In contrast, the knowledge I gained from my Bible studies had done more for me than the sum of all the hours of wrestling in warfare prayer. As a pastor, I had always desired to see results in my flock. During those years involved in spiritual warfare, my flock depended on me as an experienced warrior; and I loved it. They always came to me for prayer and counseling. The altars were full after every service. We had lots of people to pray for.
Having said that, there was always something that bothered me: These people never matured. I would have to deal with the same problems over and over again. The phone was always ringing because my “pastoral” ministry was needed more than my “teaching” ministry.
In fact, when I began to teach more and pray less, some people in our church suddenly developed a new opinion of their pastor. They were unexpectedly offended at the new approach. “He is a good teacher,” they said, “but he is no longer a good pastor.”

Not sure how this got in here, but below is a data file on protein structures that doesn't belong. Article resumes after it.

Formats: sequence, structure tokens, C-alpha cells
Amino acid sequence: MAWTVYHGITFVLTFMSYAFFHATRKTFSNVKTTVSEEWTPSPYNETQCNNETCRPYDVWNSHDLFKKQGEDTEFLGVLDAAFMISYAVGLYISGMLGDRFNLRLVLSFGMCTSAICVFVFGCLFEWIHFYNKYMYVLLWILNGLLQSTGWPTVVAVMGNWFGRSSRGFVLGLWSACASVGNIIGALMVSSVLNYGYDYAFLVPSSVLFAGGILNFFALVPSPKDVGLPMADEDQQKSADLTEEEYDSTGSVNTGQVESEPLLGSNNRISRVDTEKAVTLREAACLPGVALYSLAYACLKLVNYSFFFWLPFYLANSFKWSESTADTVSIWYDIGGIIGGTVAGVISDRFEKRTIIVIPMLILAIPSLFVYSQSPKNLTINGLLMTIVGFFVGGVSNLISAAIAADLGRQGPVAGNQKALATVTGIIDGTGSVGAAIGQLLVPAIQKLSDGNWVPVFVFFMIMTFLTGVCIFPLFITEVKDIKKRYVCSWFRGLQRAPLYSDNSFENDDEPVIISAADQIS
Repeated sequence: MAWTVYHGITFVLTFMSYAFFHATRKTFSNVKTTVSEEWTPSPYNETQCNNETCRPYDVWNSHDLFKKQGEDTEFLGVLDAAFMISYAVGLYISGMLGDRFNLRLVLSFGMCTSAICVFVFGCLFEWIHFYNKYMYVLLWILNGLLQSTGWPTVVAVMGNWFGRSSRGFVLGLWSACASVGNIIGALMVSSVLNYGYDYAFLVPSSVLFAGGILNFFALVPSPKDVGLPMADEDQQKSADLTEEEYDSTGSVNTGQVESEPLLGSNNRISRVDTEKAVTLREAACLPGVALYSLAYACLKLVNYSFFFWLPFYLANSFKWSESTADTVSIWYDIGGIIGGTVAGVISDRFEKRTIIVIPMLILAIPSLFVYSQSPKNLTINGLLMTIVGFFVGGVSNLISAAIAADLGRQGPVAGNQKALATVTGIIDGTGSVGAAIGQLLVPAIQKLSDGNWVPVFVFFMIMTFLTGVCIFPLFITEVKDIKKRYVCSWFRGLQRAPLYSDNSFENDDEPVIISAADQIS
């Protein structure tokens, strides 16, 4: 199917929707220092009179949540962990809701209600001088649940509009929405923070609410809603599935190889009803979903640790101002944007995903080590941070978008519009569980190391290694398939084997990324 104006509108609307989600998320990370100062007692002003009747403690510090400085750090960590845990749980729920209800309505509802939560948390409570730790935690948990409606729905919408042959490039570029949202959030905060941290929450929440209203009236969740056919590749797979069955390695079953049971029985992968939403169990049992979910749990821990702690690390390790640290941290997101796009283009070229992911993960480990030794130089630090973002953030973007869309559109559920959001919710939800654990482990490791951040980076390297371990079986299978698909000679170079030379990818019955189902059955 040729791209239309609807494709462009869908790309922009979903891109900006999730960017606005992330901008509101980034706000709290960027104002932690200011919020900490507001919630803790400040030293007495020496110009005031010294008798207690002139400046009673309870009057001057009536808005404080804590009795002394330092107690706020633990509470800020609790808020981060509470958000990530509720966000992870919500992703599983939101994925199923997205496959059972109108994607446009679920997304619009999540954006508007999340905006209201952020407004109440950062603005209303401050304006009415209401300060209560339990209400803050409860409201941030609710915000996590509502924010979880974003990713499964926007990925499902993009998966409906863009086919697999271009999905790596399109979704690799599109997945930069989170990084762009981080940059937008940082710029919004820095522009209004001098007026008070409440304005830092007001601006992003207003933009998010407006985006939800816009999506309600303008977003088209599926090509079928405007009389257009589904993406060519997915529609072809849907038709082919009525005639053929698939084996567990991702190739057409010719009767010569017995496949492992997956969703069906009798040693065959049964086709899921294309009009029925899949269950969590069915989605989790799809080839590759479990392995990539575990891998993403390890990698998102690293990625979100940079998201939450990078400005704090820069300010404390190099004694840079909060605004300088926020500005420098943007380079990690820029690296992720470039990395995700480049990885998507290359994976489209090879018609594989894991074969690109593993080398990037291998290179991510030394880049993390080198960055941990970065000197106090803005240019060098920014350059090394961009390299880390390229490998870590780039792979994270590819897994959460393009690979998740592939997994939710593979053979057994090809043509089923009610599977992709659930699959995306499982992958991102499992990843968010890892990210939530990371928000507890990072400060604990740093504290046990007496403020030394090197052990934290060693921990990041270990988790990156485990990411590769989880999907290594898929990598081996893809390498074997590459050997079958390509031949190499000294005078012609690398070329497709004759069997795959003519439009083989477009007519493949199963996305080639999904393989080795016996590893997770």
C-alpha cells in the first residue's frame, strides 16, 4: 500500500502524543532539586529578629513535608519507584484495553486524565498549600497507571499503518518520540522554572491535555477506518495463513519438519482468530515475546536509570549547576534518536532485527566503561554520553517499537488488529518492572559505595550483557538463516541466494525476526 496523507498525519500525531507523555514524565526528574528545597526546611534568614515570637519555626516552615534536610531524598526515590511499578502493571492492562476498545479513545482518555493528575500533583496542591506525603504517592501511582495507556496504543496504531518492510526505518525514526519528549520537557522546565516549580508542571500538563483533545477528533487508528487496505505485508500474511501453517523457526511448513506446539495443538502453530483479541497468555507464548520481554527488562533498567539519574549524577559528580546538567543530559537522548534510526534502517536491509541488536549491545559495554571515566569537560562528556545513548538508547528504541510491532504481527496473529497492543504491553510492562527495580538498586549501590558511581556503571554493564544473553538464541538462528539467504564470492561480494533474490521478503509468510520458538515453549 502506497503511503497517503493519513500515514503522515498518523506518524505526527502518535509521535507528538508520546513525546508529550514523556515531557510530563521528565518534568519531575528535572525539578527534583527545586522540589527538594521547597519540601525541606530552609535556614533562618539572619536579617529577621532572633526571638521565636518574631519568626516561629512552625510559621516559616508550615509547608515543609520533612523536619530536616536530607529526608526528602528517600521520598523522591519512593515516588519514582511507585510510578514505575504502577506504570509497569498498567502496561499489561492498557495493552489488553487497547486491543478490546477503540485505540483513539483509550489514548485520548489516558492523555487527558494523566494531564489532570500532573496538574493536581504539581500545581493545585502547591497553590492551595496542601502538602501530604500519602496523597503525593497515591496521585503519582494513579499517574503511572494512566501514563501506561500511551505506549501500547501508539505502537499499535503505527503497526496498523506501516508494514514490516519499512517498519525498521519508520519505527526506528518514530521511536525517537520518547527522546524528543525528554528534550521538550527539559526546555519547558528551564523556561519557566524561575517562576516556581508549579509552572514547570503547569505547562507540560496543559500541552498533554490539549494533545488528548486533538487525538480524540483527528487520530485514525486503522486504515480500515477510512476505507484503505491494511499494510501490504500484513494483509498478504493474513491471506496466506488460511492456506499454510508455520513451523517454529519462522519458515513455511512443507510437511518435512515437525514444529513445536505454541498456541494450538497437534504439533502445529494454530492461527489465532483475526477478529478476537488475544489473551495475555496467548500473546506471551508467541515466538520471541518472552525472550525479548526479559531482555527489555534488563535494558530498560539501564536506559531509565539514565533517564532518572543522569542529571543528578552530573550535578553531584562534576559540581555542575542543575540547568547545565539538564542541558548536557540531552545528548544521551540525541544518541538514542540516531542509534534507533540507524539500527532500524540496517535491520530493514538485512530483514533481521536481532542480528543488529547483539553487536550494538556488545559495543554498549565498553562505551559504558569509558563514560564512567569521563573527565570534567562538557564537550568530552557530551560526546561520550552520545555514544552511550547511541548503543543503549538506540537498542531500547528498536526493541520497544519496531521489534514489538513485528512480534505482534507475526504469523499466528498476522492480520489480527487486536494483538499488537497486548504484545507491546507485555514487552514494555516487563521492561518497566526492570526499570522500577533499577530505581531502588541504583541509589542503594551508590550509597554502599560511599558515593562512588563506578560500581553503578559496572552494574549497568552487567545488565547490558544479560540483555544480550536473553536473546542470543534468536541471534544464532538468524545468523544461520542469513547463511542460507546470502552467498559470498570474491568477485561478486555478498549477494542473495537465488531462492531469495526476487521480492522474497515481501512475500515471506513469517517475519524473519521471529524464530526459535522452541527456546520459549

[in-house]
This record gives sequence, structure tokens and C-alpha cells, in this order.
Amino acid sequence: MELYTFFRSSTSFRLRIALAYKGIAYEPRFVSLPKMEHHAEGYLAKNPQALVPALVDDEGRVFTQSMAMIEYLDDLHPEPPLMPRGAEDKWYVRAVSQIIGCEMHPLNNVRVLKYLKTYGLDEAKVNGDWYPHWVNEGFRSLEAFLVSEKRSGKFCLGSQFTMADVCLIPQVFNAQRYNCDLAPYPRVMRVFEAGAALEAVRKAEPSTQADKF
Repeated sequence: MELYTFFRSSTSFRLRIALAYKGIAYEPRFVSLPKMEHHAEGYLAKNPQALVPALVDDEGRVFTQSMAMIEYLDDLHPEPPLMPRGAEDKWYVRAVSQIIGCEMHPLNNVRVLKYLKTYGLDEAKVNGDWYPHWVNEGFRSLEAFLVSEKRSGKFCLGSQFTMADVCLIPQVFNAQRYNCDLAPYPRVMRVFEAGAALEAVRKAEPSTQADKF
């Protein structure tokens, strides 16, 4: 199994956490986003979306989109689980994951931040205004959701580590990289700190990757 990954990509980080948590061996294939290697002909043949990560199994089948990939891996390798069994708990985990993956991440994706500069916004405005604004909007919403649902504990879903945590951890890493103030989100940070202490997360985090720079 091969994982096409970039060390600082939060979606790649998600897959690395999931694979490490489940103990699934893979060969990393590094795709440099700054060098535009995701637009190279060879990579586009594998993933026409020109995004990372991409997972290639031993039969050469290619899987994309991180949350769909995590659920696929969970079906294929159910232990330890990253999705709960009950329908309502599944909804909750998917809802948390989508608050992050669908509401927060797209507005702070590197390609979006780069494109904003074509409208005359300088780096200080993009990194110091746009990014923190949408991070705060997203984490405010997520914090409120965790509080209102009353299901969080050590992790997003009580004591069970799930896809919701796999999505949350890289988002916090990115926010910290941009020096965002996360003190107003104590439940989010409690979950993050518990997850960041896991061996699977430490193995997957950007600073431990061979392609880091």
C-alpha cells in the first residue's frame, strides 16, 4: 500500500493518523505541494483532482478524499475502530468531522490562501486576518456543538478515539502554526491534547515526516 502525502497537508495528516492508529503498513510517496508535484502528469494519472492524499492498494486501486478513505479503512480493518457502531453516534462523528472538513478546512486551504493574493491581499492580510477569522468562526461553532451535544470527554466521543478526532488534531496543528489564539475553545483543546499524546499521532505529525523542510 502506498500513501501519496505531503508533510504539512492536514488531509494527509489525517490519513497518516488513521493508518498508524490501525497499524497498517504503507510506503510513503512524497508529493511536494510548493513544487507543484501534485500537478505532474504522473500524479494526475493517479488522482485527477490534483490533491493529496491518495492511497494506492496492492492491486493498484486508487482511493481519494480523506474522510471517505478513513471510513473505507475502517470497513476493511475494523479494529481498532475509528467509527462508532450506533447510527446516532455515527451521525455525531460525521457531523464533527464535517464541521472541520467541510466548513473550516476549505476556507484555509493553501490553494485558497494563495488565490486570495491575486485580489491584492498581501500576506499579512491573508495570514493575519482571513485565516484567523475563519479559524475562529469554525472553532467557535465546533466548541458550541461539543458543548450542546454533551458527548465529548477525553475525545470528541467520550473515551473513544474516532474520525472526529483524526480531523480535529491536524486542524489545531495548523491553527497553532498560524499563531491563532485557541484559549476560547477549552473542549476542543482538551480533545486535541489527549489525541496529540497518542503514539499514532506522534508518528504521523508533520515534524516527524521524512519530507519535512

This idea is based on a false cultural assumption that teachers and pastors are very different. Teachers teach doctrine, but pastors care for the flock. Teachers are viewed as dry, unentertaining, but painfully necessary. Therefore, pastors, apostles, prophets, and evangelists are more appreciated. Teachers are at the bottom of the power structure in our culture.
The hyper-charismatic culture (of which we were a part) does not teach that pastors are commanded to care for and feed the flock via sound teaching. However, I discovered that the Bible does. Teaching is the best way to feed and care for the church. I put this information to work and started to see excellent results.
On the other hand, some of the offended people quickly left our church and did not stay around long enough to see the benefits of long-term spiritual growth. Maturity was now evident in the remaining members of our church.